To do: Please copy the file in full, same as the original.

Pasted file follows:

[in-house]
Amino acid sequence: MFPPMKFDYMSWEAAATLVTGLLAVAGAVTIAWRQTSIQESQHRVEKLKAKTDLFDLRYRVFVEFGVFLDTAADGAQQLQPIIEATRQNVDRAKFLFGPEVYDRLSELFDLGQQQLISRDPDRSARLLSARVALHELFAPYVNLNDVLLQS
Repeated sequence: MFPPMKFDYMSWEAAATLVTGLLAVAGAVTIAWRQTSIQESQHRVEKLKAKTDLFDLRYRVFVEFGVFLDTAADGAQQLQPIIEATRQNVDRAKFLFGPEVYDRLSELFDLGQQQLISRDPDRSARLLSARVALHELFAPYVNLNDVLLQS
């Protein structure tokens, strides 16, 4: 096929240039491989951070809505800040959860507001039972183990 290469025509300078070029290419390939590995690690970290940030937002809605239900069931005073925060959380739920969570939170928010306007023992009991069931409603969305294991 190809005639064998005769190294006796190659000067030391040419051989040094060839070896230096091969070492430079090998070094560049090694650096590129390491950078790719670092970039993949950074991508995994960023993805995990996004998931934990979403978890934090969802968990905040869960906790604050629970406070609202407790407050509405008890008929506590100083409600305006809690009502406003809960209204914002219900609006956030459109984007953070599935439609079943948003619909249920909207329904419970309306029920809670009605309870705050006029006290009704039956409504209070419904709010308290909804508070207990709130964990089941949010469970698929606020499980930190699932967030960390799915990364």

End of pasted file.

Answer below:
[in-house]
Amino acid sequence: MFPPMKFDYMSWEAAATLVTGLLAVAGAVTIAWRQTSIQESQHRVEKLKAKTDLFDLRYRVFVEFGVFLDTAADGAQQLQPIIEATRQNVDRAKFLFGPEVYDRLSELFDLGQQQLISRDPDRSARLLSARVALHELFAPYVNLNDVLLQS
Repeated sequence: MFPPMKFDYMSWEAAATLVTGLLAVAGAVTIAWRQTSIQESQHRVEKLKAKTDLFDLRYRVFVEFGVFLDTAADGAQQLQPIIEATRQNVDRAKFLFGPEVYDRLSELFDLGQQQLISRDPDRSARLLSARVALHELFAPYVNLNDVLLQS
């Protein structure tokens, strides 16, 4: 096929240039491989951070809505800040959860507001039972183990 290469025509300078070029290419390939590995690690970290940030937002809605239900069931005073925060959380739920969570939170928010306007023992009991069931409603969305294991 190809005639064998005769190294006796190659000067030391040419051989040094060839070896230096091969070492430079090998070094560049090694650096590129390491950078790719670092970039993949950074991508995994960023993805995990996004998931934990979403978890934090969802968990905040869960906790604050629970406070609202407790407050509405008890008929506590100083409600305006809690009502406003809960209204914002219900609006956030459109984007953070599935439609079943948003619909249920909207329904419970309306029920809670009605309870705050006029006290009704039956409504209070419904709010308290909804508070207990709130964990089941949010469970698929606020499980930190699932967030960390799915990364």